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Office Of Naval Research Prepares for a Changing Arctic

120806-N-QI093-047On the heels of the release of the Department of Defense’s Arctic Strategy, blessed by Defense Secretary Hagel with a climate-focused speech at the Halifax International Security Forum, and a directive from Chief of Naval Operations Admiral Jonathan Greenert following the “U.S. Navy Arctic Roadmap 2014-2030,” the Office of Naval Research (ONR) has announced ice-breaking news (pun intended) regarding “new efforts to determine the pace of change in what some are calling Earth’s final frontier.”

According to ONR:

“ONR’s research into Arctic environmental conditions will focus on three major areas: sustained observation of the Arctic Ocean environment; better understanding frozen ocean processes; and developing computer models and prediction methods that look at how air, ice, ocean and waves will respond to climate change.”

This is a critical development as the U.S. Navy literally sits on the front lines of climate change impacts in the Arctic (and beyond). Drawn from the Navy’s announcement, below is a sampling of statements from the Navy’s leadership team regarding the new effort:

Admiral Jonathan Greenert, Chief of Naval Operations:

“The U.S. Navy recognizes that the opening of the Arctic Ocean has important national security implications as well as significant impacts on the U.S. Navy’s required future capabilities,” he noted in the U.S. Navy Arctic Roadmap 2014-2030. “Today, the observed changes in the Arctic Region climate and the reduced extent of summer sea ice reveal the potential for the Arctic Ocean to become a more viable route for international shipping over the coming decades.”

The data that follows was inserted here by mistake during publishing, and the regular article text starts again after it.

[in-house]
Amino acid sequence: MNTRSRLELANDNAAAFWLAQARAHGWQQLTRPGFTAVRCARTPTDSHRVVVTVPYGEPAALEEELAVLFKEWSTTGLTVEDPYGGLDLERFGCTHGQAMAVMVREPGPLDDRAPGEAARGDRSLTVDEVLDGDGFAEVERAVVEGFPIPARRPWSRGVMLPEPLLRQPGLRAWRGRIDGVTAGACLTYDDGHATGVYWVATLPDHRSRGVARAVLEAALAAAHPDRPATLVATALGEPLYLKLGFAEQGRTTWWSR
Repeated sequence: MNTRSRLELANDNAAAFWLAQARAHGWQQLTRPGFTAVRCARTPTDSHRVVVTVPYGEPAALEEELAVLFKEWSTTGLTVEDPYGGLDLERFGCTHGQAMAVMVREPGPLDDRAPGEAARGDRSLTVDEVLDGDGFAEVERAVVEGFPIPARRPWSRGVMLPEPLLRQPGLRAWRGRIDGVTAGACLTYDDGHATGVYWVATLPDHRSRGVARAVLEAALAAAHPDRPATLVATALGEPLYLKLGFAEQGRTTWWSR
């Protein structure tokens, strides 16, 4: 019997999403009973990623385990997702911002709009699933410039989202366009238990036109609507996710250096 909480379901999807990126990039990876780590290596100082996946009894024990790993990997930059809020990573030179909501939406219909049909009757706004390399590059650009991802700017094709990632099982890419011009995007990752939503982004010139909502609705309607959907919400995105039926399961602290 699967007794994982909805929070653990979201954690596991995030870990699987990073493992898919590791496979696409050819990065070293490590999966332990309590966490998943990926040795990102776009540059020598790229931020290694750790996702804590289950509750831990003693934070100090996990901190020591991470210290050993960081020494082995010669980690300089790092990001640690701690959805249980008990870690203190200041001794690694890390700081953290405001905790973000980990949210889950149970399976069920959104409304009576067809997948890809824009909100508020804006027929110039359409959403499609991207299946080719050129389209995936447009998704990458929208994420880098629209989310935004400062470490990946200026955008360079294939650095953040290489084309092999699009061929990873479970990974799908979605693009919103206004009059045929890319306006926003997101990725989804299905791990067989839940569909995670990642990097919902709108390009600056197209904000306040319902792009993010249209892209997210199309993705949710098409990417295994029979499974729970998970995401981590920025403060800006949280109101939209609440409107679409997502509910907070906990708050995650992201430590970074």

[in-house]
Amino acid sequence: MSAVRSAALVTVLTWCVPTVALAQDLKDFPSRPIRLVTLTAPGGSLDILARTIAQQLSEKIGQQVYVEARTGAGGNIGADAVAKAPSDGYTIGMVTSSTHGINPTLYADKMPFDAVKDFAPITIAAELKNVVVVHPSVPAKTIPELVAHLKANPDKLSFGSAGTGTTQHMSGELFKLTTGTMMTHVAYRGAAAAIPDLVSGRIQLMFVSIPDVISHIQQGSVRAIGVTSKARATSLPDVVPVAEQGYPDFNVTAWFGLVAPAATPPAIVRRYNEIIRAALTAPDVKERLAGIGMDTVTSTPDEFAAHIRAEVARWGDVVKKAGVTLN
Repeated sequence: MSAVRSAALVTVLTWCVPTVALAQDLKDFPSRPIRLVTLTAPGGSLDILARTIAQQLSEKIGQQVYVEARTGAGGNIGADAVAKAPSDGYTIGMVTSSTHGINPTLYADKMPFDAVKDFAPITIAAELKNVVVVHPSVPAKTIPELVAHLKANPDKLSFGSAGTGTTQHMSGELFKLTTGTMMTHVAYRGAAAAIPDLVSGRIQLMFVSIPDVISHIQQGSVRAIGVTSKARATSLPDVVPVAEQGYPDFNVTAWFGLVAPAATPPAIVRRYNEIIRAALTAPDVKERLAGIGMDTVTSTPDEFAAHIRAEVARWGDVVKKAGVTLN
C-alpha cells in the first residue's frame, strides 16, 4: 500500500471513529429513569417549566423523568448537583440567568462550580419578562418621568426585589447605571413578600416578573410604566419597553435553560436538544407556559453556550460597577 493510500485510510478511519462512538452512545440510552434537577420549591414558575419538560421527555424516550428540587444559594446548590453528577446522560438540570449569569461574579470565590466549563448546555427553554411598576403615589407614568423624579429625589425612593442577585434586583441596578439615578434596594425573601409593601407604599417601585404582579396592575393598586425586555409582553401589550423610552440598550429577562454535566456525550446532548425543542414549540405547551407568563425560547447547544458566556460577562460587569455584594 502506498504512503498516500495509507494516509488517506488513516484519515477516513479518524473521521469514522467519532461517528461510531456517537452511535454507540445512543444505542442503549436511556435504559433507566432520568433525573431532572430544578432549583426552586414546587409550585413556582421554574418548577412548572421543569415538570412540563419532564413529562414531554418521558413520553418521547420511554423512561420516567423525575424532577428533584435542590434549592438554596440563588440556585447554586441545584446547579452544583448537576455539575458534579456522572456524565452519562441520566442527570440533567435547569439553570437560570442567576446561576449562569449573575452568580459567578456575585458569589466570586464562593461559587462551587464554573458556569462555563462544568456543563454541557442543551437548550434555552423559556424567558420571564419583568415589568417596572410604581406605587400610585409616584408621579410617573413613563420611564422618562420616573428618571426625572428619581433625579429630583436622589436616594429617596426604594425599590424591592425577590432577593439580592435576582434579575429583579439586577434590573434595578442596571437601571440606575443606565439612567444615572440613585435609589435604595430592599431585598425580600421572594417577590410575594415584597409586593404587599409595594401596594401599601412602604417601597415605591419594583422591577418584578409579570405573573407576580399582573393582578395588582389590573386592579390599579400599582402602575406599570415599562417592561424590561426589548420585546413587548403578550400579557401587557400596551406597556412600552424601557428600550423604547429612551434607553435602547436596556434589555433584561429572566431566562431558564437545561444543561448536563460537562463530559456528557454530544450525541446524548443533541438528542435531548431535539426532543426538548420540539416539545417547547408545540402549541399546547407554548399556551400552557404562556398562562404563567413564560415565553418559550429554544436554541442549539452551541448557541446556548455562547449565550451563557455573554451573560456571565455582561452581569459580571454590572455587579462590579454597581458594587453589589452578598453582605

Rear Admiral Matthew Klunder, chief of naval research:

“A changing Arctic means significant new responsibilities and opportunities for the scientific and research communities, the nation and our allies…ONR researchers, working in one of the world’s most challenging environments, will give U.S. naval planners the essential data we need.”

Rear Admiral Jon White, Director of the Task Force Climate Change and Oceanographer of the Navy:

“ONR’s research focus is aligned with the Navy’s Arctic Roadmap Implementation Plan, and will help us better understand and predict an environment that will still continue to present significant challenges for surface and air operations,” said White. “While there is much preparation the Navy needs to do before it starts conducting routine operations in the Arctic, understanding the dynamic environment and the rate of change is a critical foundation for these future operations.”

The Center for Climate and Security applauds the U.S. Navy’s efforts to prepare for a changing Arctic.


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